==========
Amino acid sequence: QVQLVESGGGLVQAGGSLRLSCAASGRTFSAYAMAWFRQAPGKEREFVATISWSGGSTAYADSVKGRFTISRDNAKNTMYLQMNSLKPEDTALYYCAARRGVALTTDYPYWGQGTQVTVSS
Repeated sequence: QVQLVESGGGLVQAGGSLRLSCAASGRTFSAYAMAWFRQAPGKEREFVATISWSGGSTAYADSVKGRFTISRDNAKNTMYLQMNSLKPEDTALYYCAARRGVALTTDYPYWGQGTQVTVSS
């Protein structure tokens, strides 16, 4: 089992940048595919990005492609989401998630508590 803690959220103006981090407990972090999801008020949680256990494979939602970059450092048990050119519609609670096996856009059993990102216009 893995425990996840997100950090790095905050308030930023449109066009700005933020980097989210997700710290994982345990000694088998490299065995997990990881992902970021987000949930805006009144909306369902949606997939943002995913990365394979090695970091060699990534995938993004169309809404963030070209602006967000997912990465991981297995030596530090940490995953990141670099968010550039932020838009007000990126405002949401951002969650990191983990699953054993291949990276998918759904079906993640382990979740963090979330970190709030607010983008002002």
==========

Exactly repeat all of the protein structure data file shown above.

Amino acid sequence: QVQLVESGGGLVQAGGSLRLSCAASGRTFSAYAMAWFRQAPGKEREFVATISWSGGSTAYADSVKGRFTISRDNAKNTMYLQMNSLKPEDTALYYCAARRGVALTTDYPYWGQGTQVTVSS
Repeated sequence: QVQLVESGGGLVQAGGSLRLSCAASGRTFSAYAMAWFRQAPGKEREFVATISWSGGSTAYADSVKGRFTISRDNAKNTMYLQMNSLKPEDTALYYCAARRGVALTTDYPYWGQGTQVTVSS
């Protein structure tokens, strides 16, 4: 089992940048595919990005492609989401998630508590 803690959220103006981090407990972090999801008020949680256990494979939602970059450092048990050119519609609670096996856009059993990102216009 893995425990996840997100950090790095905050308030930023449109066009700005933020980097989210997700710290994982345990000694088998490299065995997990990881992902970021987000949930805006009144909306369902949606997939943002995913990365394979090695970091060699990534995938993004169309809404963030070209602006967000997912990465991981297995030596530090940490995953990141670099968010550039932020838009007000990126405002949401951002969650990191983990699953054993291949990276998918759904079906993640382990979740963090979330970190709030607010983008002002």